What’s Your Story?
Storytelling is muy caliente these days. Perhaps it’s because there are so many vehicles available to convey our stories or maybe it’s because with so much noise out there, the value of a good story to cut through the cacophony has never been more important. But regardless of the time or the medium, storytelling will always endure. From the campfire to the courtroom to the corporation, a good story, well told captivates, commands, and comforts. It connects people and communicates that we are not in this alone, reminding us that while we all have our flaws and foibles, we must still remember to laugh at ourselves and empathize with one another.
Unfortunately the recent emphasis on storytelling has not necessarily correlated to an increase in the quality of the stories we are hearing. Beyond the obvious observations like whenever a person says “To make a long story short”, it is never short, or “I have a funny story to tell you”, it is rarely funny, we are forgetting that stories are more than occasions to convey information, they are opportunities to inspire and share our passion. Here are some tips and suggestions to help improve your storytelling.
Common Storytelling Mistakes
1) Start at the Beginning of Time: We live moment to moment, but we tell a story through a narrative — an account of events and experiences communicated for a specific purpose. When asked to tell more about our products, companies or ourselves, avoid the temptation to start at the beginning with “We started in…” or “I was born in…”. Telling a story by recounting chronological events is the quickest way to put your audience to sleep. Everything has a date of origin. Be unique. Open your story at a pivotal moment, one that will entice and excite your audience. You can always fill in facts along the way.
2) Don’t Make It Personal Enough: Literary stories have a plot, setting, style, and themes, but most of all they have characters. A story without characters is just a description. As the storyteller, we are the link between the topic and our audience. Don’t hide behind the idea, product or brand and tell people what you think they want to hear. Share your connection. Disclose why you believe, what made you believe, and how those beliefs transformed you. The more you reveal of yourself, the more it will dissolve the walls your listeners are hiding behind, deciding if they trust you enough to believe the story you are telling.
3) Talking Too Much: One of the biggest fears of storytellers is to not be understood. The easiest way to mitigate this fear is with words. Inundating with facts and figures, restating our points over and over, and inserting tangential or irrelevant filler are all forms of talking too much. Even when we have honed and practiced our story into a riveting tale, when the lights come on and all eyes turn on us, our brains seemingly rebel and unleash other words and thoughts like a descending swarm. Remember to stay on point. Swat away the new and emerging content and trust the story you crafted. Elongate, don’t shorten the pauses. Your audience needs time to digest the savory, nutritious nuggets you are serving.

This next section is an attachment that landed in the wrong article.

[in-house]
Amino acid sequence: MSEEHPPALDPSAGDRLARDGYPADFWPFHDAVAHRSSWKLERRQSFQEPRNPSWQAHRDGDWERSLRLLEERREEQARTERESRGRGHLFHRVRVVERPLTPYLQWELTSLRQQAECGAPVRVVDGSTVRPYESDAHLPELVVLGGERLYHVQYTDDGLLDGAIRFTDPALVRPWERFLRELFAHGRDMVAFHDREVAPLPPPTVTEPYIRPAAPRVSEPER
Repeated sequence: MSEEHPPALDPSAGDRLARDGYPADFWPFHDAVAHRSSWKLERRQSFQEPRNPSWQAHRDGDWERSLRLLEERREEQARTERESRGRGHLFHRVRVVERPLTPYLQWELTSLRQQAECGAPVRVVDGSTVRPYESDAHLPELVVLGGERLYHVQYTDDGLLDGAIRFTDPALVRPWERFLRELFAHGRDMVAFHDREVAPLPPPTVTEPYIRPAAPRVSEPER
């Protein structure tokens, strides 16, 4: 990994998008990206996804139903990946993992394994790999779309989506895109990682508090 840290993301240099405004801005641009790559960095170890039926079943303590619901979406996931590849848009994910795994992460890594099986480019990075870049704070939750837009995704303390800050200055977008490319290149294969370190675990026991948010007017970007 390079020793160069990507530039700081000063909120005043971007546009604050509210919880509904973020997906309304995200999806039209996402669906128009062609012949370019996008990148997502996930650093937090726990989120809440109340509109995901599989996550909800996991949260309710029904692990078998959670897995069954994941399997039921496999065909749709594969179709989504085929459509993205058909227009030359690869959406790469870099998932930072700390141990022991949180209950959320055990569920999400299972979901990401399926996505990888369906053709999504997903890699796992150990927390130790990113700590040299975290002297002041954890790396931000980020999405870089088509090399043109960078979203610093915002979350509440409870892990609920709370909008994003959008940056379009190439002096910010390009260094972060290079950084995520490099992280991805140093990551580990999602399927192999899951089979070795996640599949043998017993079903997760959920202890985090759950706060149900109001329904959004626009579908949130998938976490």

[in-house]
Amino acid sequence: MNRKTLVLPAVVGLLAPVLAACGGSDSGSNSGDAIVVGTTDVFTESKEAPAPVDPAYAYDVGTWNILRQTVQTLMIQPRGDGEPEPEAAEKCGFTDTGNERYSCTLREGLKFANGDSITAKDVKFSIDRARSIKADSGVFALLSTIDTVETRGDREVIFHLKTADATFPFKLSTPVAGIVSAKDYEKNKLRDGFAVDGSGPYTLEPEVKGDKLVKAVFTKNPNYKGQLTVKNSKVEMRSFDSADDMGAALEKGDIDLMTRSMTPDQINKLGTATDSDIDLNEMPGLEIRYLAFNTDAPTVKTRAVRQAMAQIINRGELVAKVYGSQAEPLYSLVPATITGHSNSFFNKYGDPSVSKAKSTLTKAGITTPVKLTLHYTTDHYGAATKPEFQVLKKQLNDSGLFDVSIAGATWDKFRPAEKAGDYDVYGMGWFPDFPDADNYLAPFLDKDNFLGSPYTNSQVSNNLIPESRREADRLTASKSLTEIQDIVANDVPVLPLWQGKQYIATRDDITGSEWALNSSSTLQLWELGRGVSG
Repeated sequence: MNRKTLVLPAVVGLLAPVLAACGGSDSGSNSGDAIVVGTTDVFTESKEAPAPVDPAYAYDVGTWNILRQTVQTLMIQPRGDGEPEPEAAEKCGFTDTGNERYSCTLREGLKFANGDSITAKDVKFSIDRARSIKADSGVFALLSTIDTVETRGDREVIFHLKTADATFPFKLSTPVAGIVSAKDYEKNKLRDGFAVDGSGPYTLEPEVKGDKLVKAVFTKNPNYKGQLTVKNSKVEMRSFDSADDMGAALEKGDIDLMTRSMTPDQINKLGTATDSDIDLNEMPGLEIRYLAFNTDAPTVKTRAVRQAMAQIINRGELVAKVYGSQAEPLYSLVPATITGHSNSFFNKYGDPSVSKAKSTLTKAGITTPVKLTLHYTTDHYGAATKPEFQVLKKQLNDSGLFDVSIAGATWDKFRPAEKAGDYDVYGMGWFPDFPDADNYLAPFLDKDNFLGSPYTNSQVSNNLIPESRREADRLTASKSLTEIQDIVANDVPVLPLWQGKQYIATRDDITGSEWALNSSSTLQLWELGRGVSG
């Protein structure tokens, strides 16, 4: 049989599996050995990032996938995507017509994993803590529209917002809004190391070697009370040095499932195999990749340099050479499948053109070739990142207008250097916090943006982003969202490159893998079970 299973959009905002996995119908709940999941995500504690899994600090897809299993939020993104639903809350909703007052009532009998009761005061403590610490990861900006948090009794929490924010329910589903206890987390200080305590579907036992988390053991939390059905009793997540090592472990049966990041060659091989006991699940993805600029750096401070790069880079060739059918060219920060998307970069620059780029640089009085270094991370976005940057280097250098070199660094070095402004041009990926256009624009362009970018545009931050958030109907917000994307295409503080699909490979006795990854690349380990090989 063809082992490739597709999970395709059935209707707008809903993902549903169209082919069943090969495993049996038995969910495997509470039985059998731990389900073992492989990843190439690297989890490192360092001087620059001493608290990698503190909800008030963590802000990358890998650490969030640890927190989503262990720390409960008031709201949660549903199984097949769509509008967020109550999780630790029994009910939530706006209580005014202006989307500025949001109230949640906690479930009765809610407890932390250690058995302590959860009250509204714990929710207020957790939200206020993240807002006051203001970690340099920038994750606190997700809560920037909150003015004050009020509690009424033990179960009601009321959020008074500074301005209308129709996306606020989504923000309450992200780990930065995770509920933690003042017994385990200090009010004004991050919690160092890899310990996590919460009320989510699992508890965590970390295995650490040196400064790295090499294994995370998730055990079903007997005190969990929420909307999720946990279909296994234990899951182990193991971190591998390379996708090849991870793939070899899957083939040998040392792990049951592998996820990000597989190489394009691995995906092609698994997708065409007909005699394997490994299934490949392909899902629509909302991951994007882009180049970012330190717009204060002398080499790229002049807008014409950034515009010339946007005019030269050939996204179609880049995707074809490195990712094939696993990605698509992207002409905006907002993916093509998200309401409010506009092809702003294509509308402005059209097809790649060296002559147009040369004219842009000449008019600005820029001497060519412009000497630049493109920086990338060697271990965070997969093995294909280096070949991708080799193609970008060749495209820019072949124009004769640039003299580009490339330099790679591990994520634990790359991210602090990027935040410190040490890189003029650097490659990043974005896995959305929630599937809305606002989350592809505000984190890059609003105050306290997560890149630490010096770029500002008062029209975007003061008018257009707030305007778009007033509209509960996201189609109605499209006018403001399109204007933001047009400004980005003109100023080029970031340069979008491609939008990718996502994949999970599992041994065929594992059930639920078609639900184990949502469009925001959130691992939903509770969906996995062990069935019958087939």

We all know traditional stories have a beginning, middle and an end — an Act I, II, and III. A good story will also be balanced. It will hook and pull in the audience, engage them in the journey, and deliver a reward for their investment. Use the following questions to evaluate whether your story contains the critical elements in the proper structure and flow to fulfill your purpose and satisfy the audience.
- What was your goal or mission in starting this journey?
- What happened to finally get you to take action?
- When did you know there was no turning back?
- What was your greatest challenge along the way?
- What did you do to resolve the challenge?
- How will you use what you learned to help other people?
Storytelling is an art that requires practice. Fortunately we have opportunities all day long to improve our storytelling. Whether it’s catching up for coffee with a friend, explaining to our children why they should or shouldn’t do something, or asking our bosses for promotions, we communicate through stories. Try these suggestions to improve your storytelling and let us know what works and what didn’t and any other storytelling tips you recommend.